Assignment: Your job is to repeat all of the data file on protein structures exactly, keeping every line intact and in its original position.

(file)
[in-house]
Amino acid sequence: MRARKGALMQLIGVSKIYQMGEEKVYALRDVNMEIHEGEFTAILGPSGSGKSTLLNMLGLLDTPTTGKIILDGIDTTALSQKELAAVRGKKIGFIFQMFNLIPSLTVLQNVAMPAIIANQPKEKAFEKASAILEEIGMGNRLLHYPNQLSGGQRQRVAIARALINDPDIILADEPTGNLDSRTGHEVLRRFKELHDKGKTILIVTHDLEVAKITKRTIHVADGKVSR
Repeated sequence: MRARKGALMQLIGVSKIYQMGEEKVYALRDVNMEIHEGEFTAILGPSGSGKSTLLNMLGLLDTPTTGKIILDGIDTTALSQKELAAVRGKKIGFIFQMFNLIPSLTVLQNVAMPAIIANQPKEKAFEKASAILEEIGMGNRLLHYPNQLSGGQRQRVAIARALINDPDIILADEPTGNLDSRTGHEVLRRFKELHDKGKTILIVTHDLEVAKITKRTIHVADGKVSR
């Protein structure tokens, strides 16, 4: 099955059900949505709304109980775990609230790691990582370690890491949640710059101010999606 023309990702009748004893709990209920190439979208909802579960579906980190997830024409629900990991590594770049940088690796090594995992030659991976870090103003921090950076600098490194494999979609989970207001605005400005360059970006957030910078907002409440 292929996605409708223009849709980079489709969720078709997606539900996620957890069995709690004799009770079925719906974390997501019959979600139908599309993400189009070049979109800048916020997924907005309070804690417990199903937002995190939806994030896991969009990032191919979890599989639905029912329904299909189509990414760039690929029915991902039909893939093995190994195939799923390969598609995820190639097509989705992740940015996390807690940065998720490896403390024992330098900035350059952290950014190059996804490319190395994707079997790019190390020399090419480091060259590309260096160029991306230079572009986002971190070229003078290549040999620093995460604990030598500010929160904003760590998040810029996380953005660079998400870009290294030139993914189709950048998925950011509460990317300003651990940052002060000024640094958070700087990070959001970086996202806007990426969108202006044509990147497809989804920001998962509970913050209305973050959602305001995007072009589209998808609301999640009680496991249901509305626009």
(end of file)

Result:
[in-house]
Amino acid sequence: MRARKGALMQLIGVSKIYQMGEEKVYALRDVNMEIHEGEFTAILGPSGSGKSTLLNMLGLLDTPTTGKIILDGIDTTALSQKELAAVRGKKIGFIFQMFNLIPSLTVLQNVAMPAIIANQPKEKAFEKASAILEEIGMGNRLLHYPNQLSGGQRQRVAIARALINDPDIILADEPTGNLDSRTGHEVLRRFKELHDKGKTILIVTHDLEVAKITKRTIHVADGKVSR
Repeated sequence: MRARKGALMQLIGVSKIYQMGEEKVYALRDVNMEIHEGEFTAILGPSGSGKSTLLNMLGLLDTPTTGKIILDGIDTTALSQKELAAVRGKKIGFIFQMFNLIPSLTVLQNVAMPAIIANQPKEKAFEKASAILEEIGMGNRLLHYPNQLSGGQRQRVAIARALINDPDIILADEPTGNLDSRTGHEVLRRFKELHDKGKTILIVTHDLEVAKITKRTIHVADGKVSR
């Protein structure tokens, strides 16, 4: 099955059900949505709304109980775990609230790691990582370690890491949640710059101010999606 023309990702009748004893709990209920190439979208909802579960579906980190997830024409629900990991590594770049940088690796090594995992030659991976870090103003921090950076600098490194494999979609989970207001605005400005360059970006957030910078907002409440 292929996605409708223009849709980079489709969720078709997606539900996620957890069995709690004799009770079925719906974390997501019959979600139908599309993400189009070049979109800048916020997924907005309070804690417990199903937002995190939806994030896991969009990032191919979890599989639905029912329904299909189509990414760039690929029915991902039909893939093995190994195939799923390969598609995820190639097509989705992740940015996390807690940065998720490896403390024992330098900035350059952290950014190059996804490319190395994707079997790019190390020399090419480091060259590309260096160029991306230079572009986002971190070229003078290549040999620093995460604990030598500010929160904003760590998040810029996380953005660079998400870009290294030139993914189709950048998925950011509460990317300003651990940052002060000024640094958070700087990070959001970086996202806007990426969108202006044509990147497809989804920001998962509970913050209305973050959602305001995007072009589209998808609301999640009680496991249901509305626009």